began at the same Scripture: "the fifty third of Isaiah": and preached unto him Jesus of Nazareth; how that he was the true Messiah, and the person there designed, and that very rightly; for the Jews themselves, the ancient ones, have interpreted several passages in that chapter of the Messiah, as has been before observed; he showed him how that he was born of a virgin, made under the law, and yielded perfect obedience to it in his life; and that he suffered and died for the sins of his people, and made satisfaction for them, and brought in an everlasting righteousness to justify them before God, and had obtained eternal redemption for them; that he was risen from the dead, was ascended into heaven, and now sat at the right hand of God, and ever lived to make intercession for transgressors; and would come a second time to judge both quick and dead; and in the mean while had left rules for the gathering, and forming, and governing his churches; and had appointed persons to preach his Gospel, and to administer the ordinances of baptism, and the supper of the Lord, which were to continue till his second coming.

(e) In Gen. fol. 5. 3. 4. & 6. 1. 3. & 7. 1. 2. 3. & 8. 1. 2. 3. & passim.

Then Philip opened his mouth, and began at the same scripture, and preached unto him Jesus.
Acts 8:35. ἀνοίξας τὸ στ. αὐτοῦ: the phrase is used to introduce some weighty and important utterance, cf. Acts 10:34, Acts 18:14, and Luke 1:64, so too Matthew 5:2, 2 Corinthians 6:11, also frequent in LXX; “aperire os in Scriptura est ordiri longum sermonem de re gravi et seria. Significat ergo Lucas coepisse Philippum pleno ore disserere de Christo,” Calvin, cf. Hebrew phrase פָּתַח אֶת־פִּיו, in various senses.—ἀρξάμενος, see on Acts 1:22, cf. Luke 24:27.—ταύτης, see above on Acts 8:3 -—εὐηγγελίσατο: used with an accusative both of the person addressed, as in Acts 8:25; Acts 8:40, and of the message delivered, cf. Luke 8:1, Acts 5:42; Acts 8:4; Acts 8:12, etc., but when the two are combined the person is always expressed by the dative, cf. Luke 1:19; Luke 2:10 (Acts 17:18), Simcox, Language of the N. T., p. 79. From the sequel it is evident that Philip not only preached the glad tidings of the fulfilment of the prophecies in Jesus as the ideal and divine Sufferer, but that he also pointed out to the eunuch the door of admission into the Church of Jesus; cf. Jerome, Epist., liii., 5.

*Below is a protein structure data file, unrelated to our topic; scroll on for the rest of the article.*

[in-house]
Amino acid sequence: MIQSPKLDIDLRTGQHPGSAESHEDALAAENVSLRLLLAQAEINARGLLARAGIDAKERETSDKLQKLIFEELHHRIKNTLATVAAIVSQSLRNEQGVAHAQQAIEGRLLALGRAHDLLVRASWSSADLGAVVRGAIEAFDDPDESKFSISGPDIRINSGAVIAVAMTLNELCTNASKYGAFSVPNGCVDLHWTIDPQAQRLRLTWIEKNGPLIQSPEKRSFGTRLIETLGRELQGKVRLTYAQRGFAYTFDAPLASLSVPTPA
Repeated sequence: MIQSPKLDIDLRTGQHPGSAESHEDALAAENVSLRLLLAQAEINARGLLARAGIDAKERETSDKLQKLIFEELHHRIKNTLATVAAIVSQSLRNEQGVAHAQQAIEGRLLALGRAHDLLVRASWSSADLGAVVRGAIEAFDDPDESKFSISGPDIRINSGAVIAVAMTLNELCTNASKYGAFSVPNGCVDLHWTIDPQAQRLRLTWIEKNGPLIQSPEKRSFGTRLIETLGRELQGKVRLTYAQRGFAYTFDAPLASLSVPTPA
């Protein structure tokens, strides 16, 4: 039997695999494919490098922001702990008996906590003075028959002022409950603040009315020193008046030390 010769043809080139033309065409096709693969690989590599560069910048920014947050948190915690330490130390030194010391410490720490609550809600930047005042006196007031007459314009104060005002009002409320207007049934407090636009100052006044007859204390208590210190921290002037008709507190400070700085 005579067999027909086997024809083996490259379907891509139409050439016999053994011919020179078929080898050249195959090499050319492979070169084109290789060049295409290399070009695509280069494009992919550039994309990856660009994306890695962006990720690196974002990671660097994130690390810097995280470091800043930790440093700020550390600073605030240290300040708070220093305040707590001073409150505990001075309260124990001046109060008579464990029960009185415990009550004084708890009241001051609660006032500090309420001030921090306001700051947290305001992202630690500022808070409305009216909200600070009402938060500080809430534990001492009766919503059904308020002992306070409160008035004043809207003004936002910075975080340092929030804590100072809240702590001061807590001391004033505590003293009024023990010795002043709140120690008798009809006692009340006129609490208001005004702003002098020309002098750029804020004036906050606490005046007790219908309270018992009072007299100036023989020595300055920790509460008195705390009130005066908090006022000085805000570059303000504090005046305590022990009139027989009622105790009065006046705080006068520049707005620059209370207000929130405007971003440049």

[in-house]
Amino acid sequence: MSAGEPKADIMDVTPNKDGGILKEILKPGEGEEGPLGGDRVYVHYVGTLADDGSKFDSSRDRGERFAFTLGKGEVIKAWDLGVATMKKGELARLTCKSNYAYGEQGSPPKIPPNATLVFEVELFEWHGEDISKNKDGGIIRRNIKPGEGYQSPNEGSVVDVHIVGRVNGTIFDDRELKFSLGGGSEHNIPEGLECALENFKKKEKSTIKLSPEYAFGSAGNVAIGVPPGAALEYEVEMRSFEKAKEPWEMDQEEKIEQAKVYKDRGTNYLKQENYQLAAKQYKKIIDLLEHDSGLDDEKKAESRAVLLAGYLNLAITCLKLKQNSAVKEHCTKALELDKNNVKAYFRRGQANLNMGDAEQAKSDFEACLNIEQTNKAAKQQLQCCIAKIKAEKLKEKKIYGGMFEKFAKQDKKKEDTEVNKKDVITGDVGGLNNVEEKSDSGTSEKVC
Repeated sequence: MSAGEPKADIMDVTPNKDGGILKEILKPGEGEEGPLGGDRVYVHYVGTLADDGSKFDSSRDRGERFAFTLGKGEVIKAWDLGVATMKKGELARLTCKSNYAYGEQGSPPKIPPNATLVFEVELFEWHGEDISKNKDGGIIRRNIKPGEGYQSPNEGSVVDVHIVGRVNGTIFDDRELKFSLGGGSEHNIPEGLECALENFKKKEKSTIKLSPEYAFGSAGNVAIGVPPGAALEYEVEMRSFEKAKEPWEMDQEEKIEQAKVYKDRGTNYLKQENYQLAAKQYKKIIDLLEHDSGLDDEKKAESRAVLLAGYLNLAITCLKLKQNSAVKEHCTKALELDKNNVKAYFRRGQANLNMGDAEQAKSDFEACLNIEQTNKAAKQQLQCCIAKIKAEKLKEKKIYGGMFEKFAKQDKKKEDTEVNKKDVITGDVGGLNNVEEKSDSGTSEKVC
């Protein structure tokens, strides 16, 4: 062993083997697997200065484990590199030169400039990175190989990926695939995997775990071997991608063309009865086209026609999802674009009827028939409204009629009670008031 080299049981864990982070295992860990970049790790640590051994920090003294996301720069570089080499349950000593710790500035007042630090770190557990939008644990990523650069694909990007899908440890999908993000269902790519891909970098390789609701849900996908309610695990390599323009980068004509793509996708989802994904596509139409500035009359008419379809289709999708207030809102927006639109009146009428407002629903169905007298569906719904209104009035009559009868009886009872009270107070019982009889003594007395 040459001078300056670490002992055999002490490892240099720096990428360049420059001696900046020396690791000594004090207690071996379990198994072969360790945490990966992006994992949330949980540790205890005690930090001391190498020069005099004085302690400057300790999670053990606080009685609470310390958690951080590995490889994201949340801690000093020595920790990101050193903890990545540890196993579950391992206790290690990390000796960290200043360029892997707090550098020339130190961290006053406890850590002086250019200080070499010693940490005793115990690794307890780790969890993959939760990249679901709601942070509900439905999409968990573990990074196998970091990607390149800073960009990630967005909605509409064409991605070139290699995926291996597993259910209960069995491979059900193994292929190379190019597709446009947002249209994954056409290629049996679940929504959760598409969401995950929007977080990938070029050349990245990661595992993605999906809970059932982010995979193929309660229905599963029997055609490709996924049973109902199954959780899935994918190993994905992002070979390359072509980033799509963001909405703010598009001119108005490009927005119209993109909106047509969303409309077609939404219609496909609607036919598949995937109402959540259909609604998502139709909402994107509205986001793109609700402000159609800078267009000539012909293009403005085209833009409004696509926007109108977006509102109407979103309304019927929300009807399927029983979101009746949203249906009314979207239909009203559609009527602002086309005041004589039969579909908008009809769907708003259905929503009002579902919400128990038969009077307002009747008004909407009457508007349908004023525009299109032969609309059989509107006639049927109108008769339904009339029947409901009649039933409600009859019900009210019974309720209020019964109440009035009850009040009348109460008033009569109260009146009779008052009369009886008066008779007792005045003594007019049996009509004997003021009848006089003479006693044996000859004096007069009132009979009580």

35. and began at the same [this] scripture, and preached unto him Jesus] It can hardly be doubted that during his sojourn in Jerusalem the eunuch had heard the history of the new teachers who had created such an excitement in the city, and so he would have had some story told him of the founder of the new community, but his informants would have been Jews, and he would only have heard from them such a version of what had been done as represented Jesus as one of the many deceivers who abounded in those times.

Acts 8:35. Ἀνοίξας, having opened) Already he had spoken some things; but now he lays himself out (formally applies himself) to speak. So ch. Acts 10:34.—ἀρξάμενος, having begun) A convenient mode of teaching, to begin with the text which has been presented to us, and to subjoin the remaining remarks which need to be made: ch. Acts 13:17; Luke 4:21.—ἀπὸ, from) From every text of Scripture, not merely from so remarkable a one as this was, it is possible to come to Jesus: and then there is a wide field of speaking thrown open to us.—τῆς γραφῆς, this Scripture) which indeed treats concerning the Minister or Servant of the Lord (for so Christ is called in Isaiah [Isaiah 42:1]). And often it is from the predicate alone that this subject is known (recognised): Matthew 2:23, “He shall be called a Nazarene;” Acts 8:17 [where His name as the subject is not given, but His attributes show that it is He who is spoken of].

Verse 35. - And for then, A.V.; beginning from this Scripture for began at the same Scripture, A.V.; preached for and preached, A.V. Acts 8:35Opened his mouth

Indicating a solemn announcement. Compare Matthew 5:2.